David Singley New Album ‘Fools & Mystics’

An Illinois native now based out of St. Paul, Minnesota, David Singley’s work as a singer/songwriter has an effortlessly authentic touch. His new album Fools & Mystics continues exploring the same singer/songwriter traditions espoused on his 2021 release The Long, Slow Fuse of Night. Album titles such as these are evocative of Singley’s songwriting approach. He favors thoughtful, even poetic, material that connects with audiences, possesses bracing directness, and eschews any hint of pretentiousness.

His fourth solo album opens with the gentle charms of “Change Gonna Come”. The lush vocal harmonies opening the song serve notice that Singley values functional rather than ornamental beauty. Jangling percussion gives the song a distinct yet unexpected flavor. His solo vocals, sans the aforementioned harmonies, boast a relaxed yet confident quality that helps convey the significant details woven into his lyrics. It’s an excellent way to begin the collection.

“Paradise” is one of several peak moments on Fools & Mystics. He threads folky acoustic musings with classical instrumentation in a dramatic fashion. However, attentive listeners will and should note how Singley judiciously incorporates these elements. There’s never any overkill. The obvious ambition afoot throughout the performance never undermines its concision. It clocks in at just over the four-minute mark and never sounds like it’s overreaching.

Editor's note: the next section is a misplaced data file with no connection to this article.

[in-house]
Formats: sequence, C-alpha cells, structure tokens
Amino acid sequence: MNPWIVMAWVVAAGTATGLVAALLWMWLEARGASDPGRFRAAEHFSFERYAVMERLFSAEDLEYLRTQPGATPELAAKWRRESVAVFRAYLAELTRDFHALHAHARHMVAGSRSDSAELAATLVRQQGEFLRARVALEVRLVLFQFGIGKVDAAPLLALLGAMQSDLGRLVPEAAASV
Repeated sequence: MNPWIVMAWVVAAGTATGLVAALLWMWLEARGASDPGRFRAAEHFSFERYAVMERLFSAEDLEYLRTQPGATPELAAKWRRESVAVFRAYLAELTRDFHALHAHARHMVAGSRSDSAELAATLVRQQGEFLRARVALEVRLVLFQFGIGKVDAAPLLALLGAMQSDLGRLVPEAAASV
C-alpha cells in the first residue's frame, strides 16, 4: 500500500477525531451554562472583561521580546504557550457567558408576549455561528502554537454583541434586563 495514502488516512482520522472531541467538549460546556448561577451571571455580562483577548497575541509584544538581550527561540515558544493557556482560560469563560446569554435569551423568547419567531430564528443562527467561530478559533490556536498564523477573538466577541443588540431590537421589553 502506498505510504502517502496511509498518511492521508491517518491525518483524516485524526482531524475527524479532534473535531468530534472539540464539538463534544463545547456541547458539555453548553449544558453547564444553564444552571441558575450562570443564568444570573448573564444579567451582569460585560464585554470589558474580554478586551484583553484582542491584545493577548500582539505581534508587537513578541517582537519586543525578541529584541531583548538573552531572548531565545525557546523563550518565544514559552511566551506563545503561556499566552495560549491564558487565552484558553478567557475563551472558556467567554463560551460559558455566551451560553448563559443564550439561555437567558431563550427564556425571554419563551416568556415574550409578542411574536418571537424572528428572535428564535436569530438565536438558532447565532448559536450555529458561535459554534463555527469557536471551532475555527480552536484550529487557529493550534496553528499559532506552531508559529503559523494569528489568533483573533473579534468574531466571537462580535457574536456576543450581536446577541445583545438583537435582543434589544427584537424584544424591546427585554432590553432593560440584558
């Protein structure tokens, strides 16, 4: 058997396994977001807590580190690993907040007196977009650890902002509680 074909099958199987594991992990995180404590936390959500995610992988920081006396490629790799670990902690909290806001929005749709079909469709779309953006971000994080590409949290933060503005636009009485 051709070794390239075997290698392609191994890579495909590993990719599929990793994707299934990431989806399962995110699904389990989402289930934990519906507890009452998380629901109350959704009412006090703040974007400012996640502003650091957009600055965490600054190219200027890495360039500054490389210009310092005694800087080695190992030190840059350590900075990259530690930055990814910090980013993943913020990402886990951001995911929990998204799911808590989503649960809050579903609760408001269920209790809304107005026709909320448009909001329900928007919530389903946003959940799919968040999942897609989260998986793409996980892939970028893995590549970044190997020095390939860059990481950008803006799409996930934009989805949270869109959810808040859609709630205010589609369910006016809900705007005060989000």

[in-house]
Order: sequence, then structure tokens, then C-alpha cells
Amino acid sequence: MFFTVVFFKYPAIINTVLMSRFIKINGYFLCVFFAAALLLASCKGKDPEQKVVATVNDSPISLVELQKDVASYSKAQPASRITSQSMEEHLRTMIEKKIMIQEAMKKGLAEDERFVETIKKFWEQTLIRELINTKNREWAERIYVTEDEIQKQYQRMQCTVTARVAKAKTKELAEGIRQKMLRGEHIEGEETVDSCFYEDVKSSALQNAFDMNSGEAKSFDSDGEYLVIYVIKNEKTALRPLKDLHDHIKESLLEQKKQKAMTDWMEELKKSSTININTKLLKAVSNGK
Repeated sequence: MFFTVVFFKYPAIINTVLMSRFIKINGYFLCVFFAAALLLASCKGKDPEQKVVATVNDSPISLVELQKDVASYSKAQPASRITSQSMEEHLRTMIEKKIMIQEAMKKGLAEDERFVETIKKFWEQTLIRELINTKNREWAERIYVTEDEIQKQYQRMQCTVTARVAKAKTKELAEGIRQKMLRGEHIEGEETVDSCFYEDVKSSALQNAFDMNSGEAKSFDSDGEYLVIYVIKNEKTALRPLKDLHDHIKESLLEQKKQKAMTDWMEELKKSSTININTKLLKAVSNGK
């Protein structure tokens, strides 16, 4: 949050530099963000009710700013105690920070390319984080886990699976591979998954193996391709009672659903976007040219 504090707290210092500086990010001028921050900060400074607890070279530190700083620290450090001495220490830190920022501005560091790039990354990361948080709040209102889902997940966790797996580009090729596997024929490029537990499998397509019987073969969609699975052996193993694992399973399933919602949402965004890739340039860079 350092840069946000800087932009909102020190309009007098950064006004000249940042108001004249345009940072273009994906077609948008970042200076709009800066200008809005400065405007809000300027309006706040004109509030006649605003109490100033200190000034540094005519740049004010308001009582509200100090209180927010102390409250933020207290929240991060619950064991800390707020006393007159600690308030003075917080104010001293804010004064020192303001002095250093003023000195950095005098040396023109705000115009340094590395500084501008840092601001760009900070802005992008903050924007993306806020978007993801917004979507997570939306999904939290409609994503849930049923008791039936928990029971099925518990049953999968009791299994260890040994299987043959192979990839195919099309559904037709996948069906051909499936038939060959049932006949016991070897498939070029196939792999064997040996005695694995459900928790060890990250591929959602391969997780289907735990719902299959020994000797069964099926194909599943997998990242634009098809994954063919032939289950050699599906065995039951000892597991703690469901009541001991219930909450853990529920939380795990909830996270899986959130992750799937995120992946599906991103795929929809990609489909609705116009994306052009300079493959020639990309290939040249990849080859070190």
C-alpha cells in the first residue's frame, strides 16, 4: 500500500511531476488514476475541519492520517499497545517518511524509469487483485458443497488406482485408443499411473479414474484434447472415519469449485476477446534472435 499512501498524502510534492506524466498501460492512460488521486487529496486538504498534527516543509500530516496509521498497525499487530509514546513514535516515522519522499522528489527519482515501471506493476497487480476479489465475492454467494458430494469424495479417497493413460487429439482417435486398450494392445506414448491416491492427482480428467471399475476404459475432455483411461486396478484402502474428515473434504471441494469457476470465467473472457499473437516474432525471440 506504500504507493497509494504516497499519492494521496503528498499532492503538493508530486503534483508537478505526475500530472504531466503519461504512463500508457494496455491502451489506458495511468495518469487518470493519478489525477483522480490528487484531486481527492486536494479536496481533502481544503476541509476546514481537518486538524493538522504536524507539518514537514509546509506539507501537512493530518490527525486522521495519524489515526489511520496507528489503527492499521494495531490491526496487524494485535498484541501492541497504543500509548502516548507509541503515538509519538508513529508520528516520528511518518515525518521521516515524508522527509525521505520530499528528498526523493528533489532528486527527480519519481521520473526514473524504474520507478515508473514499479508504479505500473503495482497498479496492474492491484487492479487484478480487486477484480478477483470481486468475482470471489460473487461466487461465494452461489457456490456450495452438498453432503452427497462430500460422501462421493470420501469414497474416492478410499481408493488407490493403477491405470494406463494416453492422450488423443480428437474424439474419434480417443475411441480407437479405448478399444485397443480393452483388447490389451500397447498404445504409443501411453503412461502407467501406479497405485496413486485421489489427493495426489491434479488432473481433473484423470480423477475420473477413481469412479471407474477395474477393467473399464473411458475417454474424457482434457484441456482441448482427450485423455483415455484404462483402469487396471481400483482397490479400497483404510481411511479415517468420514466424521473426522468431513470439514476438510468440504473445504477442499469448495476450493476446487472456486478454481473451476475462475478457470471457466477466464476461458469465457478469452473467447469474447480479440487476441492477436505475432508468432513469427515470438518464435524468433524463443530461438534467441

He takes a stylistic 180 with “Cartoon Heart”. This briskly paced tune is a straight-up country song replete with fiddle and well-placed vocal harmonies. The loose feel he achieves with this song belies the tight arranging and polished presentation; the song breathes, but there’s nothing left to chance. The warmth radiating from the lyrics enhances its appeal to listeners. “Some Other Song” will divide listeners. A sizable segment of the audience will appreciate the biting intelligence and superb playing present throughout the cut. However, others will think the song sounds too bitter for its own good. Singley isn’t wrong, and he’s writing from the heart – but not everyone will greet the song’s message with open arms.

The light hush pervading “Love Will Take Its Time” is another of the album’s peak moments. Singley has a penchant for sensitive ballads in acoustic settings and, perhaps most importantly, he never risks repetition. Vocal harmonies are a crucial piece of the song’s musical puzzle without ever being as omnipresent as they are in earlier songs. Fools & Mystics is diverse. He treads through gospel territory during the penultimate tune “Go Back Home”. He scatters several well-timed swells throughout the arrangement that further fill the song with color. His pensive piano lines are always melodic and often quite elegant.

David Singley’s latest collection Fools & Mystics should garner him new listeners and reaffirm longtime fans’ belief that he’s one of the best songwriters working today. You may have never heard of him, but you can redress that oversight today.